As for style trends, InterfaceFLOR’s Arbaugh told FCNews nothing seems to be off limits. “We’re seeing interest in all sorts of colors, patterns and textures. We’re manufacturing and selling a new shape called Planks — carpet tile that has the appearance and pattern capabilities of wood but provide the comfort and other related benefits of carpet.”
Anthony Minite, president, Bentley Prince Street, is seeing a movement toward more monolithic looks. “When carpet tile first came out many years ago, the customers said they wanted the flexibility of carpet tiles, but they wanted it to look like broadloom. Then everyone started introducing different looks and sizes. Today, our clients are again asking for the monolithic aesthetic. They want to go back to the broadloom look.”
In addition, Mohawk’s Oliver said designers are using carpet tile to give their clients the ability to customize. The company is gearing up to launch products that can help with the need to create something unique. “Recently, we have seen designers who are interested in using tile to create their own flooring aesthetic. Tile allows the designer to think of the floor in different terms and create easily customizable floorscapes.”
While manufacturers have differing opinions on how well or poor the various segments of the commercial market are doing, they all agree the green movement continues to be a driving force in the growth of carpet tile. Companies are making sure to not only offer sustainable products, but sustainable solutions as well.
“An increasing percentage of commercial projects require flooring manufacturers to address green issues,” said Tim Baucom, Shaw’s vice president of commercial marketing and sales. “As more projects seek to be LEED certified, pressure is building for flooring manufacturers to increase recycled content without raising cost, lowering performance or compromising design. The end user wants sustainability without sacrifice.”
The two biggest carpet tile players, InterfaceFLOR and Shaw, have extensive programs for the recapture and reuse of the backings and face fibers of all their carpet tile, and most carpet tile manufacturers have reclamation programs.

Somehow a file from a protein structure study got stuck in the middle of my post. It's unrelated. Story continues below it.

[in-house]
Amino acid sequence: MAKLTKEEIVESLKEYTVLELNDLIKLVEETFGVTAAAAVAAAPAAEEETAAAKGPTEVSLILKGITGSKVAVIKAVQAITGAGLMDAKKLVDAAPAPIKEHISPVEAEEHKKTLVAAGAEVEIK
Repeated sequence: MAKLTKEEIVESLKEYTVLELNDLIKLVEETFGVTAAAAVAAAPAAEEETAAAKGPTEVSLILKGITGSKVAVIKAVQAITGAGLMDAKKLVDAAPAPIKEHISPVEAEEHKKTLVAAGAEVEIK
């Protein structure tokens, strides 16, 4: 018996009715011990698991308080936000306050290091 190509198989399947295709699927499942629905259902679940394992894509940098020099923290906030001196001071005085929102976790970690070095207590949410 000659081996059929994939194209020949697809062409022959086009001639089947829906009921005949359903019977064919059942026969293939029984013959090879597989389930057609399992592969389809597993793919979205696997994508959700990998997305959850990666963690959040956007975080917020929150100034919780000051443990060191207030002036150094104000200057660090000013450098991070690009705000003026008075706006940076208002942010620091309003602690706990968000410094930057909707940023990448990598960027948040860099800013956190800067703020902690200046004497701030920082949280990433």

“Sustainable solutions continue to be an important consideration in the overall commercial market,” Shaw’s Knowles said. “Traditional characteristics such as recycled content remain important, as do end-of-life solutions and material transparency. For example, she said Shaw’s Eco Solution Q fiber combined with EcoWorx backing offer a cradle-to-cradle solution with an environmental guarantee. Shaw will collect and recycle any EcoWorx product into new EcoWorx backing, anywhere in the world, at no charge.
In addition, both Oliver and Arbaugh explained their companies are committed to sustainability — from Mohawk’s launch of the bio-based SmartStrand Contract fiber to the Interface Mission Zero plan — in part by reducing their dependency on oil.
Although it seems as if the segment will see steady growth during the next few years, there are an array of challenges in the carpet tile category, from figuring out ways to make products more sustainable to getting more industries to accept what carpet tiles have to offer. “Tile has yet to be fully embraced by the hospitality segment, although we do believe there is opportunity there,” Oliver said. “Comfort underfoot continues to be the key need in this market, and the additional cost of cushion tile drives most of the products out of the sweet spot. We’re constantly working through R&D to address this and are confident we have a great solution for this market.”
Carpet tile generates much less waste than its broadloom counterpart. But new installation systems reduce the need for adhesives that facilitate installation, clean-up and eventual removal. As an example, InterfaceFLOR’s TacTiles are glue-free adhesive squares that adhere tiles to one another to create a floating floor.
In addition, manufacturers have designed their carpet tiles to make single-tile replacement much easier. In the old days, certain designs and installation patterns did not lend themselves to replacement because the new tile could stand out. However, new design refinements, like the bio-mimicry pioneered by InterfaceFLOR, create irregular, randomized effects that hide tile edges and seamlessly absorb swapped-out tiles.
Shaw’s Knowles explained that pricing is starting to become an issue as well. “As carpet tile pushes more into the entry-level category, we see increased efforts to reach lower face weights to participate in sectors where budgets may not be as flexible. Meeting the performance requirements and design flexibility requirements of this area of the market provides opportunity for innovation.